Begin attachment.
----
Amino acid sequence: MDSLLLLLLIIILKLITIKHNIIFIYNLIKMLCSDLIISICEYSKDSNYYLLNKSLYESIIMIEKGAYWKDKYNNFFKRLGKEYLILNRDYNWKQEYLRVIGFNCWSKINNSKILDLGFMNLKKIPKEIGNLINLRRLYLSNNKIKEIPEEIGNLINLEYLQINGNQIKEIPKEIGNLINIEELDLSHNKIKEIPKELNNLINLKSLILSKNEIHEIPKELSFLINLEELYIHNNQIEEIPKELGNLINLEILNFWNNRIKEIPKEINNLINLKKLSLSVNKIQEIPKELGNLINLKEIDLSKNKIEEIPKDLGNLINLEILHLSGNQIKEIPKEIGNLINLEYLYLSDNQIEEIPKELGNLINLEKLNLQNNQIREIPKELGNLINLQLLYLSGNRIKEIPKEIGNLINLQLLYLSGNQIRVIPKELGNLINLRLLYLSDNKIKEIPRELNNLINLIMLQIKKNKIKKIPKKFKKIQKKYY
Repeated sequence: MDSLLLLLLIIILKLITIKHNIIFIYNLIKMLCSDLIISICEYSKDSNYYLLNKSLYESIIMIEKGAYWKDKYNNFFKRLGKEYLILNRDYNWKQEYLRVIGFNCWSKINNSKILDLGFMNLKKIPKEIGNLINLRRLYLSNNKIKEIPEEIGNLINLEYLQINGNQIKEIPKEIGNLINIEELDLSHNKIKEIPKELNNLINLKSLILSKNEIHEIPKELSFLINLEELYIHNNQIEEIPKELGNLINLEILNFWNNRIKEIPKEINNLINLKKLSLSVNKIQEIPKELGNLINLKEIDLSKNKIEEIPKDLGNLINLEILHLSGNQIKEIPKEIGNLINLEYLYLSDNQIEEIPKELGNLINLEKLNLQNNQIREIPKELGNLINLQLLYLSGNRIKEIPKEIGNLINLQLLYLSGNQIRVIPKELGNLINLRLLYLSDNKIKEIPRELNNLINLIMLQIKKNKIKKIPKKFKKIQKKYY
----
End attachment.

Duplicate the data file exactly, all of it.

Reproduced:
Amino acid sequence: MDSLLLLLLIIILKLITIKHNIIFIYNLIKMLCSDLIISICEYSKDSNYYLLNKSLYESIIMIEKGAYWKDKYNNFFKRLGKEYLILNRDYNWKQEYLRVIGFNCWSKINNSKILDLGFMNLKKIPKEIGNLINLRRLYLSNNKIKEIPEEIGNLINLEYLQINGNQIKEIPKEIGNLINIEELDLSHNKIKEIPKELNNLINLKSLILSKNEIHEIPKELSFLINLEELYIHNNQIEEIPKELGNLINLEILNFWNNRIKEIPKEINNLINLKKLSLSVNKIQEIPKELGNLINLKEIDLSKNKIEEIPKDLGNLINLEILHLSGNQIKEIPKEIGNLINLEYLYLSDNQIEEIPKELGNLINLEKLNLQNNQIREIPKELGNLINLQLLYLSGNRIKEIPKEIGNLINLQLLYLSGNQIRVIPKELGNLINLRLLYLSDNKIKEIPRELNNLINLIMLQIKKNKIKKIPKKFKKIQKKYY
Repeated sequence: MDSLLLLLLIIILKLITIKHNIIFIYNLIKMLCSDLIISICEYSKDSNYYLLNKSLYESIIMIEKGAYWKDKYNNFFKRLGKEYLILNRDYNWKQEYLRVIGFNCWSKINNSKILDLGFMNLKKIPKEIGNLINLRRLYLSNNKIKEIPEEIGNLINLEYLQINGNQIKEIPKEIGNLINIEELDLSHNKIKEIPKELNNLINLKSLILSKNEIHEIPKELSFLINLEELYIHNNQIEEIPKELGNLINLEILNFWNNRIKEIPKEINNLINLKKLSLSVNKIQEIPKELGNLINLKEIDLSKNKIEEIPKDLGNLINLEILHLSGNQIKEIPKEIGNLINLEYLYLSDNQIEEIPKELGNLINLEKLNLQNNQIREIPKELGNLINLQLLYLSGNRIKEIPKEIGNLINLQLLYLSGNQIRVIPKELGNLINLRLLYLSDNKIKEIPRELNNLINLIMLQIKKNKIKKIPKKFKKIQKKYY